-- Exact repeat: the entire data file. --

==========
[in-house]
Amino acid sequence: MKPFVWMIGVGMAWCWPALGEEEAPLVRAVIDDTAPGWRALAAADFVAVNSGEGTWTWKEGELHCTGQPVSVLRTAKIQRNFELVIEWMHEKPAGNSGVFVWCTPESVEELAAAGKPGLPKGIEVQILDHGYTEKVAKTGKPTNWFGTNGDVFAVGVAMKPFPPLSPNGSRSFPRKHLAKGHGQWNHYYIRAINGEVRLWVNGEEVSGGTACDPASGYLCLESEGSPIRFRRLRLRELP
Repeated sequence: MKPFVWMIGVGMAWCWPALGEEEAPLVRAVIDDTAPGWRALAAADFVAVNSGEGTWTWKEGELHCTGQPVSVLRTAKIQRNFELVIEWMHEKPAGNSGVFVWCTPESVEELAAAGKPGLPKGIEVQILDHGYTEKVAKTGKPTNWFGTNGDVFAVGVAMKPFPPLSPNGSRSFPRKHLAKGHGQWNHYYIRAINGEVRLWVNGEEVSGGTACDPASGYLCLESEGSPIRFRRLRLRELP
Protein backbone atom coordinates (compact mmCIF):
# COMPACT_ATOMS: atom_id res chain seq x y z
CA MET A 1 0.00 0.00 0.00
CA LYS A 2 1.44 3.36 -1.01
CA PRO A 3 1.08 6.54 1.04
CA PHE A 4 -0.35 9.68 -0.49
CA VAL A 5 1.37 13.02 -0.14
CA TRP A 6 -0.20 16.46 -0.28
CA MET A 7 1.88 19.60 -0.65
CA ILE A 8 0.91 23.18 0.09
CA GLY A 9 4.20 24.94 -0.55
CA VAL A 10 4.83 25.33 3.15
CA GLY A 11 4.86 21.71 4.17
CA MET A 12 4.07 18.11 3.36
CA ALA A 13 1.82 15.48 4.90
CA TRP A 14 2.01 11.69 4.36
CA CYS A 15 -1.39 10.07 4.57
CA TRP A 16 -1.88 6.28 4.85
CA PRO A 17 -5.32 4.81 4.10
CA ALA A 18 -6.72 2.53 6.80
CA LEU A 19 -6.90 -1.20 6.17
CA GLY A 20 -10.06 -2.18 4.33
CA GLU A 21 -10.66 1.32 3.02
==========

[in-house]
Amino acid sequence: MKPFVWMIGVGMAWCWPALGEEEAPLVRAVIDDTAPGWRALAAADFVAVNSGEGTWTWKEGELHCTGQPVSVLRTAKIQRNFELVIEWMHEKPAGNSGVFVWCTPESVEELAAAGKPGLPKGIEVQILDHGYTEKVAKTGKPTNWFGTNGDVFAVGVAMKPFPPLSPNGSRSFPRKHLAKGHGQWNHYYIRAINGEVRLWVNGEEVSGGTACDPASGYLCLESEGSPIRFRRLRLRELP
Repeated sequence: MKPFVWMIGVGMAWCWPALGEEEAPLVRAVIDDTAPGWRALAAADFVAVNSGEGTWTWKEGELHCTGQPVSVLRTAKIQRNFELVIEWMHEKPAGNSGVFVWCTPESVEELAAAGKPGLPKGIEVQILDHGYTEKVAKTGKPTNWFGTNGDVFAVGVAMKPFPPLSPNGSRSFPRKHLAKGHGQWNHYYIRAINGEVRLWVNGEEVSGGTACDPASGYLCLESEGSPIRFRRLRLRELP
Protein backbone atom coordinates (compact mmCIF):
# COMPACT_ATOMS: atom_id res chain seq x y z
CA MET A 1 0.00 0.00 0.00
CA LYS A 2 1.44 3.36 -1.01
CA PRO A 3 1.08 6.54 1.04
CA PHE A 4 -0.35 9.68 -0.49
CA VAL A 5 1.37 13.02 -0.14
CA TRP A 6 -0.20 16.46 -0.28
CA MET A 7 1.88 19.60 -0.65
CA ILE A 8 0.91 23.18 0.09
CA GLY A 9 4.20 24.94 -0.55
CA VAL A 10 4.83 25.33 3.15
CA GLY A 11 4.86 21.71 4.17
CA MET A 12 4.07 18.11 3.36
CA ALA A 13 1.82 15.48 4.90
CA TRP A 14 2.01 11.69 4.36
CA CYS A 15 -1.39 10.07 4.57
CA TRP A 16 -1.88 6.28 4.85
CA PRO A 17 -5.32 4.81 4.10
CA ALA A 18 -6.72 2.53 6.80
CA LEU A 19 -6.90 -1.20 6.17
CA GLY A 20 -10.06 -2.18 4.33
CA GLU A 21 -10.66 1.32 3.02